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The Golden Globes top the list of some of the major awards for television and film and it was amazing to hear that “RRR” had been nominated in two categories for this award. Funnily enough in my own world, it aired on my birthday. Then came the moment when Jenna Ortega said “Naatu Naatu, RRR” and the song played as M.M. Keeravani approached the stage to accept his award. This song became the first Asian, not only Indian, song to win the Golden Globe for Best Original Song. The 80th Golden Globes saw many wins for the Asian community with films like “Everything Everywhere All At Once” and “RRR.” There is something beautiful about being South Indian in America and watching a South Indian song win an award in America on one’s birthday. There is a joy in getting to tell my friends, both brown and non-brown, about it and share the song, “Naatu Naatu,” with them. Sure it is Indian, but it is just a bit closer to home, and that closeness stands with a beautiful meaning. When it came to the Critics’ Choice Awards, it was touching to hear about how S.S. Rajamouli grew up with the encouragement of creativity and storytelling. It honestly inspired me to continue my own projects; I hope to see them prosper as well. 

[Read Related: Sri Rao and the Future of South Asian Diasporic Cinema]

After the win at the Golden Globes, the Oscars became highly anticipated for the Indian community, especially when the nominations for Best Original Song were announced. Of course, when the familiar title appeared once again, a victory felt within grasp. “Naatu Naatu” had a couple of big moments at the Academy Awards ceremony: the performance and the win itself. The performance was introduced by the absolutely phenomenal actress, Deepika Padukone, who, too, is s South Indian. Her introduction of the song brought forward the context in which the tune takes place, that is during 1920 under the British colonization of India. She reminded all of us of how significant the song was along with its catchy beat. When it came to the announcement of who won Best Original Song, it was a first-of-its-kind victory given that it was the first time an Indian film won in this category. The speech made by M. M. Keeravani was beautiful as he sang to the tune of “Top of the World” with his own lyrics to take in the moment. It was certainly an extremely proud day to be Indian anywhere in the world, and especially to be a South Indian.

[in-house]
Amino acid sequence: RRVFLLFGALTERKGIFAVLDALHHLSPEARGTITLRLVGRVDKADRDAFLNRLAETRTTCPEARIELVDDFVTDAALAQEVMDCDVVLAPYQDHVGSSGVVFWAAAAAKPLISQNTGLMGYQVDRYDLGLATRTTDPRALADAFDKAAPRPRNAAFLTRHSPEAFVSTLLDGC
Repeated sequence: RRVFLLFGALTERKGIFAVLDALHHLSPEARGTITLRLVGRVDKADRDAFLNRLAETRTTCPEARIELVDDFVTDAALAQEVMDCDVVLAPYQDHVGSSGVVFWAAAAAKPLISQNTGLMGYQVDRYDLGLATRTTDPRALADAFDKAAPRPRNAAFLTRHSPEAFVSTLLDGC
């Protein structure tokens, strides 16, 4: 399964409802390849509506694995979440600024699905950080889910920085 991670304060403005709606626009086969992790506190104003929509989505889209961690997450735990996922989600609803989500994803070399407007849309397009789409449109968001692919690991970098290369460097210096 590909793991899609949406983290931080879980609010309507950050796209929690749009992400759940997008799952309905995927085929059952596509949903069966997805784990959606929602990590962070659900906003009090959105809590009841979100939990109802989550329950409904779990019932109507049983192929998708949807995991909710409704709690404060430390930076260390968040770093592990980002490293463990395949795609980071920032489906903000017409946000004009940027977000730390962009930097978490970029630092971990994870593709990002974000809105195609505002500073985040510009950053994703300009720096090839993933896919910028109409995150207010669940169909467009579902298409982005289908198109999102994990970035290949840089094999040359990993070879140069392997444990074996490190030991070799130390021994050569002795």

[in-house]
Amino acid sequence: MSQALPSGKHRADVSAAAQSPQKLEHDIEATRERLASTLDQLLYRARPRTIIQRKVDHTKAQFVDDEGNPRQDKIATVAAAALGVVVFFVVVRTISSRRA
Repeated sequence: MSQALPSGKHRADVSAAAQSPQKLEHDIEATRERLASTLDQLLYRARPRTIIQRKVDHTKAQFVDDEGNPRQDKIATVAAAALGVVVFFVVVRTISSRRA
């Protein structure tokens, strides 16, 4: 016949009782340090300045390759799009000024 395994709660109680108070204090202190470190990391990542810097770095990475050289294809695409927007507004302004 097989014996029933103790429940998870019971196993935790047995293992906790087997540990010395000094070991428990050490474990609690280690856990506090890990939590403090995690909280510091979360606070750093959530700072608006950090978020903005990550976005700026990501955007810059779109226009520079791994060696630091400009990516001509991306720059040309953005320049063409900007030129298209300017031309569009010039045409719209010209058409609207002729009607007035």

Seeing non-brown folks acknowledging the diversity of Indian culture has been beautiful to witness. The cultural pride of saying an Indian film, specifically a South Indian film, won the Oscar, a Golden Globe for Best Original Song and two Critics’ Choice Awards so far is an absolute joy. Seeing South Indian representation, especially during the awards season, is inspiring for brown creatives. This has been a time of great cultural pride in the South Indian community, and as a South Indian creative myself, I am honored to see it.

Photo Courtesy: Netflix